Ways to Help Parents Guide Kid's Online Learning

January 19, 2017
  • Image source : Ben Timney

    Written By : Ame Rukwongsa

     

    Let’s face it: the Internet is here to stay. It’s a major part of all our lives now, and who knows how it will influence the world during the lifetimes of our children? As parents, all we can do is try to educate our children about how to use the web safely. To help you help them, here are our top tips on guiding kid’s online learning:

     

    1. Utilise educational resources

    There are a lot of social sites and games online, but don’t forget that the Web is also a great educational resource. You can explore that with your child by picking a topic that they enjoy and then watching someone of the millions of educational videos out there on the subject. You can even use these as a starting point for offline activities. For example, does your child enjoy science and nature? Watch a video on worm farming, then see if they’d like to try making one for themselves. Are they more interested in history? Have a look at an historical documentary, then try re-enacting key scenes.

     

    1. Give them fun research tasks

    Once your child is used to the idea of the Internet as a fun, educational tool, you could test their research skills by getting them to find things out for themselves. Think of a random question like ‘Why is the sky blue?’ or ‘What is ‘pi’ used in maths?’, then see what they can find online. If you have two or more children, you could even make this into a game in which they race each other and see who can come up with the correct answer first.             

     

    1. Create an image collage

    While videos and written articles are a great source of information online, there are also a lot of helpful images, and being able to effectively search for and find what you’re looking for is another important skill. Again, guide their learning by setting a fun task. Decide a theme and ask them to create a collage about it. For example, if you’re going on holiday to a new country, see what pictures they can find of that country and use these as starting points to discuss the place’s history and culture. You could choose any theme you like, though, from famous paintings to worm farming – the possibilities really are endless.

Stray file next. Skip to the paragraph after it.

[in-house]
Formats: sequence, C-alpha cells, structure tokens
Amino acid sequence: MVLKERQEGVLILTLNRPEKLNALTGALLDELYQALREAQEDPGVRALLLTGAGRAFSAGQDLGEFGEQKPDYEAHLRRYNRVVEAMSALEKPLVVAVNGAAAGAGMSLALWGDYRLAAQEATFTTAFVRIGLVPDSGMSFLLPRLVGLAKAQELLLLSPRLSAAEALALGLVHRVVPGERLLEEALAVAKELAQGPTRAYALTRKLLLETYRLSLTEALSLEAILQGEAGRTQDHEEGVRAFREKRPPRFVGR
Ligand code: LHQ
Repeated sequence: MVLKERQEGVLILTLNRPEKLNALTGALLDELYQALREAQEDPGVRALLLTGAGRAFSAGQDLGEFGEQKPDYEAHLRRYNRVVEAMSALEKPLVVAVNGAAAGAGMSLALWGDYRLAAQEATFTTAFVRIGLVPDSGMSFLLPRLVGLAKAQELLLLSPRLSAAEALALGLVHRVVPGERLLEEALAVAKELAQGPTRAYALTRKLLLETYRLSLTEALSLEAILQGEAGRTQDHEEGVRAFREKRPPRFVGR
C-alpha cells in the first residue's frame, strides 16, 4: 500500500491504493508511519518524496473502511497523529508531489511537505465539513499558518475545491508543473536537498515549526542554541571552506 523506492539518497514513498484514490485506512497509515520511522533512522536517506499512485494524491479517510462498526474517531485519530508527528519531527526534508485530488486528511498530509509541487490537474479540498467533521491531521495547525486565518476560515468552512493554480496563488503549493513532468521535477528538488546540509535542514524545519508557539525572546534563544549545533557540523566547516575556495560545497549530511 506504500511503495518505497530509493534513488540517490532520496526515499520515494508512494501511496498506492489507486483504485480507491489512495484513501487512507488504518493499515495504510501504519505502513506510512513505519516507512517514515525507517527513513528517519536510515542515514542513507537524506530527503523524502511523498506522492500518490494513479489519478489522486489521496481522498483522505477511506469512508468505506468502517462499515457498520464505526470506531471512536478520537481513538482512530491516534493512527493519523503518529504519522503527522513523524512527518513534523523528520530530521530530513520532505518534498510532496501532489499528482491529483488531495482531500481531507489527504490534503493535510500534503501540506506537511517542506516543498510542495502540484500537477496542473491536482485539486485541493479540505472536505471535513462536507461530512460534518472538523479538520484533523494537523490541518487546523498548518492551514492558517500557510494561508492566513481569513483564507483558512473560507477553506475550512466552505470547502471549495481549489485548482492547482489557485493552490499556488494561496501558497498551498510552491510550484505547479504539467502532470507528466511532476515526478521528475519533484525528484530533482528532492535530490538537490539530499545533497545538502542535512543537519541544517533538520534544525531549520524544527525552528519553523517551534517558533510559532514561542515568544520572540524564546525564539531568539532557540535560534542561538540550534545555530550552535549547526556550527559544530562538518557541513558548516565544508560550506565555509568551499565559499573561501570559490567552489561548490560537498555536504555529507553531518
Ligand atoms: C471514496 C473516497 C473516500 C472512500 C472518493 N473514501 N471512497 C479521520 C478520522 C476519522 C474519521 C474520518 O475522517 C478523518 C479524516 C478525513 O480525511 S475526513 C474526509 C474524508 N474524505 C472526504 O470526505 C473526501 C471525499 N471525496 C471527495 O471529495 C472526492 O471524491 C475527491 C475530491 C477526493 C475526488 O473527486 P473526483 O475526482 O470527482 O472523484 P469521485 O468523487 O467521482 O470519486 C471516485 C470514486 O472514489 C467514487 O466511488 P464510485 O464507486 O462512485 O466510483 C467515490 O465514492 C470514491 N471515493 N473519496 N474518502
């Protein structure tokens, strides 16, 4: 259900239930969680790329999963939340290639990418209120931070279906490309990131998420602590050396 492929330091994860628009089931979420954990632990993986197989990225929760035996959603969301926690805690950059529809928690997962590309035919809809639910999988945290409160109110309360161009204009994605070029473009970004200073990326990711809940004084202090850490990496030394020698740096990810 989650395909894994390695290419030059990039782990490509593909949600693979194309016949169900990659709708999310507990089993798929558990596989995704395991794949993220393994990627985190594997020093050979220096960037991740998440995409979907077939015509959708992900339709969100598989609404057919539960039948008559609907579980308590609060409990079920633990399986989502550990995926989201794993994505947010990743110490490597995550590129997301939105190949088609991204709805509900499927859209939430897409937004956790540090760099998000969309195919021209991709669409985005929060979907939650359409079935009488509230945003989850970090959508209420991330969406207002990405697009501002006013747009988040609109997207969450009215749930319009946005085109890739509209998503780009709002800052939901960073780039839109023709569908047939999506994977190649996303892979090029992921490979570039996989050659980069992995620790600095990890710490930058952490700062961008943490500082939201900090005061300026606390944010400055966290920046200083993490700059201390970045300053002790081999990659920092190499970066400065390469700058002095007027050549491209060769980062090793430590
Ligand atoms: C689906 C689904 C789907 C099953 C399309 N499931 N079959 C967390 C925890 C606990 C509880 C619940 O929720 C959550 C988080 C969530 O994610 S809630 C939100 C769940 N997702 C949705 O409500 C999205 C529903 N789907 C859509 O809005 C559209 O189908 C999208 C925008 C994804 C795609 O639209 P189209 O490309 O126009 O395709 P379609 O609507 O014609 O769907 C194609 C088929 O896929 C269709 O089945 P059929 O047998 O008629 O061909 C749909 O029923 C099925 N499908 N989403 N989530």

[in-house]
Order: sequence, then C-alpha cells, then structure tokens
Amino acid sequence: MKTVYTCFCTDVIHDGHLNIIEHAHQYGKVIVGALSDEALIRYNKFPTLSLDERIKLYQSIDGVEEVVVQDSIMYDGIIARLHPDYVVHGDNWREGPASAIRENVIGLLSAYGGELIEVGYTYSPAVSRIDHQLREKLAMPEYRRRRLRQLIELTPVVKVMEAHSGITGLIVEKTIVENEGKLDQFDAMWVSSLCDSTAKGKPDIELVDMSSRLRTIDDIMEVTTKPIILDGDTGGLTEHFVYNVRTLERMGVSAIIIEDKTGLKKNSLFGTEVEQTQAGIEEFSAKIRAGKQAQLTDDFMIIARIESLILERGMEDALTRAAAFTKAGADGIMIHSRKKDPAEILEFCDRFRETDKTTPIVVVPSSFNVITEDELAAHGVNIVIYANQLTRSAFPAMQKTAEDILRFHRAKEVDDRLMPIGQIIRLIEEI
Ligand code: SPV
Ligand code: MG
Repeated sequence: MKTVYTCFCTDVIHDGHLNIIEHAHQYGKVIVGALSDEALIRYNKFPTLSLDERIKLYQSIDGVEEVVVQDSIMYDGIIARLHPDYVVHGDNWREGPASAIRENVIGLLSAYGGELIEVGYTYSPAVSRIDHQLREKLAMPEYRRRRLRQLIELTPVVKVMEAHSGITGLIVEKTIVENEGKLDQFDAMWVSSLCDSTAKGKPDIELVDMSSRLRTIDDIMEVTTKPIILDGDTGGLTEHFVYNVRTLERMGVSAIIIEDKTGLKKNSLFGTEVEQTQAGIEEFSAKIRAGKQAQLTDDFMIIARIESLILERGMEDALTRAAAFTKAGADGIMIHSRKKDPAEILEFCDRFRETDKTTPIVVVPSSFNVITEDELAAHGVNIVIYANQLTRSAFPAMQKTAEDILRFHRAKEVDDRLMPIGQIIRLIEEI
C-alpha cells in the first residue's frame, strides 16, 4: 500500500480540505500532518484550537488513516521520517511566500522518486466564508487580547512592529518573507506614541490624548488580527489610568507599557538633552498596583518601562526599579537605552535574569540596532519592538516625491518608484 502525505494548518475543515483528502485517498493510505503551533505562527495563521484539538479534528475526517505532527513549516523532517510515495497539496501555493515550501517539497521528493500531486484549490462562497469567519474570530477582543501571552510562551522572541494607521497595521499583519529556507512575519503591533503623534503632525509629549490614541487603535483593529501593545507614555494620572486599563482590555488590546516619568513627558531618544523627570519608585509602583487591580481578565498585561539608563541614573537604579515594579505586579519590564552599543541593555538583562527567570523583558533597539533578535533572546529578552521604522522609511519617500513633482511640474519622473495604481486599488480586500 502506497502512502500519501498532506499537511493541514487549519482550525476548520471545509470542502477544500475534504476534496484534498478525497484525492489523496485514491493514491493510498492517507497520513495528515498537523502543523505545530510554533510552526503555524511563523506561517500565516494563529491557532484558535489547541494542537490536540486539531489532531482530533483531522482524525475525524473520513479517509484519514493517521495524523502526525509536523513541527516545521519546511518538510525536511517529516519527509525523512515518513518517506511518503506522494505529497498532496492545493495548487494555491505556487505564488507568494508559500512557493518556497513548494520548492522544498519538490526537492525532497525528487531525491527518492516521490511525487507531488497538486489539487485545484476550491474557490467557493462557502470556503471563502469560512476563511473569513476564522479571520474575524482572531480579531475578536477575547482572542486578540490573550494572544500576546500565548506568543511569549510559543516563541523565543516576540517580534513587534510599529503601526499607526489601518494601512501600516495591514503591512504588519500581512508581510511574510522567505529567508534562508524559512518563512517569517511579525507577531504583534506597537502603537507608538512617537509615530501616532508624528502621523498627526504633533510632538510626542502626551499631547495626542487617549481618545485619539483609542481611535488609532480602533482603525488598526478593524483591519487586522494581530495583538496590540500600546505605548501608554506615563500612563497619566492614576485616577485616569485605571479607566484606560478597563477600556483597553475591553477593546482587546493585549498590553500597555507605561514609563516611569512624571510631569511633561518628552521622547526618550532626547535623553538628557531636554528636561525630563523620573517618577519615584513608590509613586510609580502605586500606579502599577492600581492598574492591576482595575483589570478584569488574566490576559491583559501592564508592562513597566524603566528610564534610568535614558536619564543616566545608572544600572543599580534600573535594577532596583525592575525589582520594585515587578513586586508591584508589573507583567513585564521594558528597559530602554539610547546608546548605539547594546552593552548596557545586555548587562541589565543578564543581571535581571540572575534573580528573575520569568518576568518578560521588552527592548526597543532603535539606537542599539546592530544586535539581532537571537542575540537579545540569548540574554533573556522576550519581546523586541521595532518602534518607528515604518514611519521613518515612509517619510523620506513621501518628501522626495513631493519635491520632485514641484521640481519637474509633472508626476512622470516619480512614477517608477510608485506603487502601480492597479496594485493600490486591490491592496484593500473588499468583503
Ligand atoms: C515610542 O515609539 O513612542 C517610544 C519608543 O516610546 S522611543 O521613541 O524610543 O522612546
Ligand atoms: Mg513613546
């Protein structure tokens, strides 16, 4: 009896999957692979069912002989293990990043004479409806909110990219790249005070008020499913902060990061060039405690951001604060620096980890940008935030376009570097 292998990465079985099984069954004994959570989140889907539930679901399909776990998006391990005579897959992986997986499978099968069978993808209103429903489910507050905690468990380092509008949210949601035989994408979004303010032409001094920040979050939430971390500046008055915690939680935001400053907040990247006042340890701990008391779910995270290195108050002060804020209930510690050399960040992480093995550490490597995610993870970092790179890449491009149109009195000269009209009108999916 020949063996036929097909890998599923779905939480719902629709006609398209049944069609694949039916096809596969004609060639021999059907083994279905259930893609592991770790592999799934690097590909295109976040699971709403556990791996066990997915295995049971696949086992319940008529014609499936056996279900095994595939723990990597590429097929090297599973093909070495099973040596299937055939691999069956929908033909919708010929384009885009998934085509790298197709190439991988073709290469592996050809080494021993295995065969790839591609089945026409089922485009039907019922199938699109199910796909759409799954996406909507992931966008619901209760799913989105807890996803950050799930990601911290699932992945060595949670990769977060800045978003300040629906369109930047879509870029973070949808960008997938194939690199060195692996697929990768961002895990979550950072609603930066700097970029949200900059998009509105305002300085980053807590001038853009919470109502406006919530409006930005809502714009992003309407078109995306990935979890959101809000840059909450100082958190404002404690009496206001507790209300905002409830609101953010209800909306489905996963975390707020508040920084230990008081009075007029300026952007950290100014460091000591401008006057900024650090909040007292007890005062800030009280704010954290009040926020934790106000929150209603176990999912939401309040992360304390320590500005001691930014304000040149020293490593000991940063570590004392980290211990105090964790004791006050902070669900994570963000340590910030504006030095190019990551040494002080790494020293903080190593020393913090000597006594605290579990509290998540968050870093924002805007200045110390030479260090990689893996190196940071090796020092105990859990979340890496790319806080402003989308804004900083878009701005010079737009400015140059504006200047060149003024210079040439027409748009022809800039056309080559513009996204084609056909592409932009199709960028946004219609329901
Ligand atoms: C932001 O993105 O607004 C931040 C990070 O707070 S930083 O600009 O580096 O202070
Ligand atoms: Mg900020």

1. Set up a joint social media account

    This might not be feasible for older kids who wouldn’t be caught dead socialising with their parents in the school playground, let alone online! For pre-teens who are new to social networking, though, creating a joint account may be a good idea. If you’re both on the same Facebook page or Pinterest account, you can give them the freedom to explore how these sites work, while having good oversight over what they get up to. Having an online presence as a family is also a good way to teach them how the Internet can help connect you to your loved ones, particularly if they have aunts, uncles or grandparents abroad. When you’re confident that they understand good social networking practice, you can either hand over the account to them fully or let them set up their own personal profile.

     

    There are lots of great ways to guide your children’s learning online. From watching an educational video about worm farming to Pinning images of your holiday destination… A bit of oversight and guidance from parents when your children are young can help turn them into confident, savvy Internet users for life. Happy surfing!

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